Preoperative planning was done based on bipedal anteroposterior (AP) long-leg radiography [1]. After the malalignment test, the physiological distal and proximal mechanical axes of the femur were constructed, to determine the centre of rotation and angulation (CORA) at the intersection of these lines [1]. Based on this analysis, the osteotomy including the width of the desired opening wedge was planned. Patients showing a position of the CORA which was inappropriate for DFO requiring additional correction or procedures were not included in the study. A translation of the distal fragment due to an acceptable discrepancy of the CORA and the osteotomy site was not intended [11].

Operative technique and post-operative treatment

All patients were placed in supine position. A longitudinal incision was made over the lateral distal femur using a subvastus approach to the femur. The Tomofix plate was placed epiperiostally, and the position of the plate in relation to the distal femur was checked in two planes using fluoroscopic control. This position was marked temporarily with a K-wire placed in the distal central screw hole of the plate, and a K-wire was placed under fluoroscopic control slightly convergent to the joint line in the direction of the planned osteotomy, before removing the plate. For rotational control, two small drill holes were made proximal and distal adjacent to the level of the planned osteotomy. An oscillating saw was used for the osteotomy in the direction of the K-wire, under protection of the posterior and anterior soft tissues with flexible aluminum retractors. Care was taken to avoid a complete transection of the medial cortex. The lateral osteotomy was slowly opened up to the planned distance, and a spacer was used to temporarily fix the position. The Tomofix plate was now fixed distally and proximally using three bi-cortical and one mono-cortical screw in the proximal segment. In five selected cases, ChronOS® (Synthes, Inc) bone graft substitute was used to fill the osteotomy gap.

All patients were mobilized post-operatively according to a standardized protocol prescribing partial weight-bearing for six weeks and continuous passive motion (CPM). Weight-bearing was gradually increased achieving full weight-bearing usually after ten weeks.

Radiological analysis

In all patients, bipedal anteroposterior (AP) long-leg radiography with the patellae facing forward and the knee in full extension, and standard AP and lateral radiographs of the knee in 30° flexion were obtained pre- and post-operatively. The mechanical axis deviation (MAD), mechanical lateral distal femoral angle (mLDFA), and leg length discrepancy (LLD) were measured on the AP long-leg radiography [1] (see Fig. 1). Bone healing was assessed radiographically using a modification of the method suggested by Staubli and Schröter et al. for the measurement in patients with open-wedge high tibial osteotomy [12, 13] (see Fig. 2). The radiographic evaluation was also focused on the patellofemoral compartment. Therefore, the Blackburne-Peel ratio was measured pre- and post-operatively. The Blackburne-Peel ratio was used to assess the patellar height on the lateral radiographs (normal values between 0.54 and 1.06) [14] (see Fig. 3).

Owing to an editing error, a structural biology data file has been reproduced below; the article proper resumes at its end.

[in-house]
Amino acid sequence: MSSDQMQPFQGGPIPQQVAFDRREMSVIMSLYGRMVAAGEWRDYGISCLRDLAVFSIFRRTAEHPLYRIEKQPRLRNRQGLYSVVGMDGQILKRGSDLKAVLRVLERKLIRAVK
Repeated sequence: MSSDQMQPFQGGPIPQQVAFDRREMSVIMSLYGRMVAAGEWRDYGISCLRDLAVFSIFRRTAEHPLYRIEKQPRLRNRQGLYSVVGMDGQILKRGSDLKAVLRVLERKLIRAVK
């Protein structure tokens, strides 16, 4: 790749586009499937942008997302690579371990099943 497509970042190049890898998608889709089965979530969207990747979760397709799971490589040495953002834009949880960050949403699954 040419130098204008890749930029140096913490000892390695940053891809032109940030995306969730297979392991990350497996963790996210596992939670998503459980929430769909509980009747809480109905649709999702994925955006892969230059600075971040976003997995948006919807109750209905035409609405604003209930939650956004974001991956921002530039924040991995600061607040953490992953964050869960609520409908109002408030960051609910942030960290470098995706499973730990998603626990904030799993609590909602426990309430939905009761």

Fig. 1

Comparison of pre- and post-operative long leg standing radiographs: mechanical axis of the leg (green line), tibial plateau width (white line with mark at the midpoint), MAD (blue line), and LLD (red line) radiographs

Fig. 2

Assessment of bone healing according to Staubli and Schröter [12, 13]. a Direct postoperatively, after 6 weeks (b), 3 month (c), after 6 month (d), and 1 year post-operatively (e). The width of the opened wedge showing bone healing (distance a) and width of the osteotomy from lateral to medial (distance b) were measured. The percentage of the osteotomy gap showing bone healing was calculated (distance a/distance b * 100)

Fig. 3

Measurement of the patellar height on lateral radiographs pre-operatively (a) and post-operatively (b); measurement of the perpendicular height of the lower end of the articular surface of the patella from the tibial plateau line (a) and length of the articular surface of the patella (b). The Blackburne-Peel ratio is defined as a/b [15]

Statistical analysis

Data were processed using the SPSS 25 software (SPSS Inc., Chicago, IL, USA). Differences between pre- and post-operative measurements were assessed using the paired t test and Wilcoxon matched-pairs signed-rank test where appropriate. Differences between groups were compared using the independent t test or the Mann-Whitney U test as appropriate. All datasets were assessed for normal distribution using the Kolmogorov-Smirnov test and evaluation of quantile-quantile-plots. The level of significance was defined as p < 0.05.

Results

Mean KOOS5 changed from 60.0 (range 13.8 to 100.0) pre-operatively to 81.9 (range 49.4 to 100.0) post-operatively. This improvement was statistically significant (p = 0.001). All five KOOS subscales improved significantly (p = 0.001 to 0.013, see Table 1). The comparison of the two age groups showed no significant differences in the improvement of KOOS5 or KOOS subscales (p = 0.140 to p = 0.790), whereas higher pre- and post-operative mean KOOS5 scores were found in younger patients (statistically significant, p = 0.052 and p = 0.029, see Table 2).
Table 1

Summary of results of LOWDFO); significant values are marked with asterisk

 

Pre-operative mean (SD)

Post-operative mean (SD)

Mean difference

p value

KOOS 5

60.0 (27.2)

81.9 (16.2)

− 21.9

0.001*

KOOS pain

62.7 (26.8)

84.2 (14.3)

− 21.5

0.002*

KOOS sym

67.7 (24.2)

83.5 (17.3)

− 15.8

0.003*

KOOS ADL

69.3 (29.6)

89.1 (13.2)

− 19.8

0.013*

KOOS sport

47.6 (34.4)

73.9 (27.5)

− 26.3

0.001*

KOOS QOL

52.6 (35.3)

78.6 (23.0)

− 26.0

0.002*

Table 2

Comparison of age groups: (A) younger patients (age < =20 years) and (B) older patients (age > 20 years); significant values are marked with asterisk

 

Age group A (N = 13)

mean (SD)

Age group B (N = 5)

mean (SD)

Mean difference

p value

KOOS 5 pre-operative

68.9 (24.8)

41.2 (25.8)

− 27.7

0.052*

KOOS 5 post-operative

88.1 (9.6)

71.1 (21.1)

− 17.0

0.029*

KOOS 5 improvement

19.2 (23.7)

30.0 (24.4)

10.8

0.402

KOOS pain improvement

18.8 (25.2)

31.1 (27.9)

12.3

0.428

KOOS sym improvement

11.5 (19.5)

30.0 (23.4)

18.5

0.140

KOOS ADL improvement

15.4 (25.1)